Economics in Jonathan Franzen’s *Purity*

America’s hottest author apparently has been thinking about economics, as you can see on page one:

It wasn’t as if Pip felt good about making fun of her mother.  But their dealings were all tainted by moral hazard, a useful phrase she’d learned in college economics.

Or later:

“America put too much carbon into the atmosphere, renewable energy could help with that, federal and state governments were forever devising new tax inducements, the utilities were indifferent-to-moderately-­enthusiastic about greening their image, a gratifyingly non-negligible percentage of California households and businesses were willing to pay a premium for cleaner electricity, and this premium, multiplied by many thousands and added to the money flowing from Washington and Sacramento, minus the money that went to the companies that actually made or installed stuff, was enough to pay 15 salaries at Renewable Solutions and placate its venture-capitalist backers.”

There is even some Widow’s Cruse:

Their theory was that the technology-driven gains in productivity and the resulting loss of manufacturing jobs would inevitably result in better wealth distribution, including generous payments to most of the population for doing nothing, when Capital realized that it could not afford to pauperize the consumers who bought its robot-made products.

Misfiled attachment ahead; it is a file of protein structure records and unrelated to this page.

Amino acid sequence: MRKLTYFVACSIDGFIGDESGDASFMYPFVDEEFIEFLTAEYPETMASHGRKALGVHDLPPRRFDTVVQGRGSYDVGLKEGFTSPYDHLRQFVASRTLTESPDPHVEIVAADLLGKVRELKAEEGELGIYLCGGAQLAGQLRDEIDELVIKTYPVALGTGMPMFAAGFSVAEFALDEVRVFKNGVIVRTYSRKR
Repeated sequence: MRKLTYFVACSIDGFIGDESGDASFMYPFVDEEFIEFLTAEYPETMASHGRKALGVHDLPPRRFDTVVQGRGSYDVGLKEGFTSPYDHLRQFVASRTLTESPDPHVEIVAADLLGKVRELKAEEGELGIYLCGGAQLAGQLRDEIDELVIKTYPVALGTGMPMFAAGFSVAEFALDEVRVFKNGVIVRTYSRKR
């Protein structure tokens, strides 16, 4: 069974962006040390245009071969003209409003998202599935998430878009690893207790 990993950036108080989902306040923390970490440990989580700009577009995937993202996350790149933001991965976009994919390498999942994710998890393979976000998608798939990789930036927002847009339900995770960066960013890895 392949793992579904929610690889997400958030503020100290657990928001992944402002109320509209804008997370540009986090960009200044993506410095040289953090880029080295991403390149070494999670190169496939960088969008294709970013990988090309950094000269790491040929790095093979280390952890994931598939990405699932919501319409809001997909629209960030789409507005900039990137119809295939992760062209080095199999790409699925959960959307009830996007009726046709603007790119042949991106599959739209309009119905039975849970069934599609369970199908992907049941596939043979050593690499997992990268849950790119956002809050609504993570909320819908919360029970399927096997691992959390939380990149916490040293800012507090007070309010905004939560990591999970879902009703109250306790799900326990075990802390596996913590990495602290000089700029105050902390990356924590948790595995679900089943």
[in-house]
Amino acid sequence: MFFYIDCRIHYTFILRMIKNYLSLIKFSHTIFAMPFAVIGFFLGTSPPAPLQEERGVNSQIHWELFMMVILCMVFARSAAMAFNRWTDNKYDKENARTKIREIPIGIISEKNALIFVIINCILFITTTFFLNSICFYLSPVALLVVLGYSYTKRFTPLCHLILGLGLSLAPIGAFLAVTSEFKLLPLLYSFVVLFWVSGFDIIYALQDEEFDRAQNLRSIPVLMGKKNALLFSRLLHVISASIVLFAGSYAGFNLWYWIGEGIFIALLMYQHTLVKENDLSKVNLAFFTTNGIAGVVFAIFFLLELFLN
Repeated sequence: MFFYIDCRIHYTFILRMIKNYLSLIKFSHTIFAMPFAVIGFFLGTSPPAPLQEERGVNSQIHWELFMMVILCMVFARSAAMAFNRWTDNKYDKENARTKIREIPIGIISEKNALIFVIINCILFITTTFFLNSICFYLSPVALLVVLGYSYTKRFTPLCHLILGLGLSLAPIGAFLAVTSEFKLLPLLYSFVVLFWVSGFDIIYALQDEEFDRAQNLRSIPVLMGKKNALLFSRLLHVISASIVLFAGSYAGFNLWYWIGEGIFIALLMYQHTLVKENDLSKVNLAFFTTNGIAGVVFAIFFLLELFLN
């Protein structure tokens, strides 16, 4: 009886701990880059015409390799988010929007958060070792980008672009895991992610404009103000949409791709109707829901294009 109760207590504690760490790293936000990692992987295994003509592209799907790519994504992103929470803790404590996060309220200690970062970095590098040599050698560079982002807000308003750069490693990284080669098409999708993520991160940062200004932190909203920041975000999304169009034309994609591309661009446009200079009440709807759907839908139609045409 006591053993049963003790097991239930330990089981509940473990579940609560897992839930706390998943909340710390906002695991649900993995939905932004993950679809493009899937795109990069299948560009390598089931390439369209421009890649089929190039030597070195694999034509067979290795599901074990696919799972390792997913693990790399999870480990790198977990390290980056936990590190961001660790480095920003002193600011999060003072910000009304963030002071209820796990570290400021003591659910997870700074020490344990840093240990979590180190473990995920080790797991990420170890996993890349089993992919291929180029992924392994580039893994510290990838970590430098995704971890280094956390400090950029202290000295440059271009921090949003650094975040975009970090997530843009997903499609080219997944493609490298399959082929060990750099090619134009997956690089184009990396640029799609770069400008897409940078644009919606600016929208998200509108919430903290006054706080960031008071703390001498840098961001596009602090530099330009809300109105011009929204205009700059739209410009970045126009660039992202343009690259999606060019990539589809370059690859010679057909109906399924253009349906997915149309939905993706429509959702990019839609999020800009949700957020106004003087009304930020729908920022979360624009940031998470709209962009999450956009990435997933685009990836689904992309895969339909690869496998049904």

Ted Gioia liked it.  Laura Miller liked it.  Here is a useful Christian Lorentzen review.  Here is Colm Toibin’s take:

“Purity,” in other words, depends more on story than on style. It can seem, in fact, as though there is a battle going on in the novel between the slackness of its style and the amount of sharp detail and careful noticing, especially regarding Pip’s role as a damaged innocent in need of rescue and redemption. Most of the time, there is something oddly invisible about the style, so that you do not notice it as the plot moves from event to event.

Overall, after sixty-one pages of reading, I would not dissuade the eager, nor would I attempt to convert the skeptical.  I am closer to the latter group, as the main theme, described by Sam Tanenhaus as “the false idolatry of the digital age,” is too close to my daily life to interest me further; it’s Raskolnikov, Captain Ahab, and Colonel Kurtz for me.  It is Beauty is a Wound, by Eka Kurniawan from Indonesia, that I am waiting for: “There is much dying in the novel.”


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